After switching lunchboxes, we kind of forgot the old one for a while. And the half of a bagel with cream cheese that was inside. Oops.
Opening up the old lunchbox, we saw a lot of green fuzzy stuff—mold – had grown on the outside of the bagel.
What makes mold grow? What is mold, anyway?
Mold is a living microorganism that is part of the Fungi kingdom. Fungi aren’t plants, and they aren’t animals. Yeasts (used to make bread rise) and mushrooms are fungi, too. Fungi “eat” by releasing enzymes that break down their food into a form the fungi can absorb.
How did the mold get on the bagel? Mold reproduces by releasing tiny spores. These spores are so small that they can float in the air, from food source to food source. Mold grows well in moist conditions, which is why some foods, like fruit, attract it more than others. Molds come in many different colors, from black to blue to green.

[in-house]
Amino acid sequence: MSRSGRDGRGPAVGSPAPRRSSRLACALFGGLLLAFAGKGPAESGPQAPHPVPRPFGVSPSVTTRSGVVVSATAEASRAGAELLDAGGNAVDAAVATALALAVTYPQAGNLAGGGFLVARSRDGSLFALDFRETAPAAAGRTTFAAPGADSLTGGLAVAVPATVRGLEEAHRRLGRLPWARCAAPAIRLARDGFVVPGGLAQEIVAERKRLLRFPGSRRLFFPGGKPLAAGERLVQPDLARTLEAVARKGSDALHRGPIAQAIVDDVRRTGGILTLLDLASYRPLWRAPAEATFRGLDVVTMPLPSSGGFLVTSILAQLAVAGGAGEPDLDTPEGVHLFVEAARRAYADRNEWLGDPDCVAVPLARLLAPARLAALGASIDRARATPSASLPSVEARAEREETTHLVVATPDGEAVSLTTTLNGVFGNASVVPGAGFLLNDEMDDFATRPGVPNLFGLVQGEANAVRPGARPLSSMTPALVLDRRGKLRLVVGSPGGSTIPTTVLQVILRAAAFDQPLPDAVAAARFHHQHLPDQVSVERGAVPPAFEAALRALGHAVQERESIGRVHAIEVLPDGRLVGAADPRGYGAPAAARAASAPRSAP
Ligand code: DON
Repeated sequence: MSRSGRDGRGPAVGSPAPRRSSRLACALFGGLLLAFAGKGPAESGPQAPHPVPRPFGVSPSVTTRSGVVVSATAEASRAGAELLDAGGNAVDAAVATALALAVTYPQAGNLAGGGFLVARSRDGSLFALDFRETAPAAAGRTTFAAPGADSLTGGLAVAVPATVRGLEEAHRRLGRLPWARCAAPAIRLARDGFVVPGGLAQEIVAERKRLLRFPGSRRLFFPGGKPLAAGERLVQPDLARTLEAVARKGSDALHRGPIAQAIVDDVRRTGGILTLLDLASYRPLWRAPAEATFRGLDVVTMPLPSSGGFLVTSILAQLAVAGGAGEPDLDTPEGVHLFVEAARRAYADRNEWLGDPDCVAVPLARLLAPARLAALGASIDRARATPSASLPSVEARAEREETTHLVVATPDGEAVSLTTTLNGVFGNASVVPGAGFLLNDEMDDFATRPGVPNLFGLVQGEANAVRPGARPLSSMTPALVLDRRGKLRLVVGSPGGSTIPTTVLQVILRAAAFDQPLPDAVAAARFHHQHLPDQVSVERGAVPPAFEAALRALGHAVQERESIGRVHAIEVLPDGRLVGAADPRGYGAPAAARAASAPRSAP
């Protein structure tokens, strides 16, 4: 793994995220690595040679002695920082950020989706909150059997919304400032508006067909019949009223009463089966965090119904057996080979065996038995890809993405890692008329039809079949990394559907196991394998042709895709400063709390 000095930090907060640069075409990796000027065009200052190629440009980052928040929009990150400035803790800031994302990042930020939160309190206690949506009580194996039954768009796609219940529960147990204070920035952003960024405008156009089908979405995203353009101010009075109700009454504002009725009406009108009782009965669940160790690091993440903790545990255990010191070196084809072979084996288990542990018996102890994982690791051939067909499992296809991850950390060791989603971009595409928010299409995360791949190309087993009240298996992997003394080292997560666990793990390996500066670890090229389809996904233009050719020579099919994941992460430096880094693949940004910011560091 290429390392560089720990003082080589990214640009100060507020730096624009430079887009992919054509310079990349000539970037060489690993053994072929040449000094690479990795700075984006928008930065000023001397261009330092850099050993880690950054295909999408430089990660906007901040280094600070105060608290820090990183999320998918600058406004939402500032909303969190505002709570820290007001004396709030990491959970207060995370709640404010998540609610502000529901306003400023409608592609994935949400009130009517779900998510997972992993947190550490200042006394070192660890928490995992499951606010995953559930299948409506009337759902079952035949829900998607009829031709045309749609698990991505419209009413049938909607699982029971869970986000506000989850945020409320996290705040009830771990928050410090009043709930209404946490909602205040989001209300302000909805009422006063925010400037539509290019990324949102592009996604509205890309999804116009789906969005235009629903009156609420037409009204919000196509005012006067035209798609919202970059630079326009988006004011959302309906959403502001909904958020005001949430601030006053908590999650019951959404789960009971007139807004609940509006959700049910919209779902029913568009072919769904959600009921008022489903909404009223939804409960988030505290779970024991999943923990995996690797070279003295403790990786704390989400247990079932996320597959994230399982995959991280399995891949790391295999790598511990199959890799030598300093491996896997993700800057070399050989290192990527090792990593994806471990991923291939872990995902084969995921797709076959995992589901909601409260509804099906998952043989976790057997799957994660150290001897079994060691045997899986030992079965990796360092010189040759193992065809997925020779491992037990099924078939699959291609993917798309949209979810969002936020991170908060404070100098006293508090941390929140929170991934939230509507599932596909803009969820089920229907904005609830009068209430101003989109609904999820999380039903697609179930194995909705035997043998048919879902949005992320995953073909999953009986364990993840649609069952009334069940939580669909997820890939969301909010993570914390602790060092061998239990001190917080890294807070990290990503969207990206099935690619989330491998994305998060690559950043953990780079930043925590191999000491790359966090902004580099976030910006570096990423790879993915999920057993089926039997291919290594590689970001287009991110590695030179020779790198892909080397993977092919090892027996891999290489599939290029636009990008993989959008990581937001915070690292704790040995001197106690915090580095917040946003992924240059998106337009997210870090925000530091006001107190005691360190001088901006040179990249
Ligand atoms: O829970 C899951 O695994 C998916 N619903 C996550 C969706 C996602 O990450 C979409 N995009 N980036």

Mold may look gross, it may be hard to clean up, and it may even cause allergies and breathing problems in some people, but mold isn’t all bad. There are quite a few medicines made from mold, including penicillin, which is used to treat illnesses like strep throat. Mold is even used to produce some kinds of food, like soy sauce and certain types of cheese. Fungi of all sorts are important in helping decompose (break down) organic matter.
Speaking of fungi, here’s an unscientific* joke for you:
Q: Why did all the girl mushrooms want to date the guy mushroom?
A. Because they knew that he was a fungi! (Get it? A fun guy!)
*This joke is unscientific because we know that fungi are asexual—there are no girl and no boy mushrooms!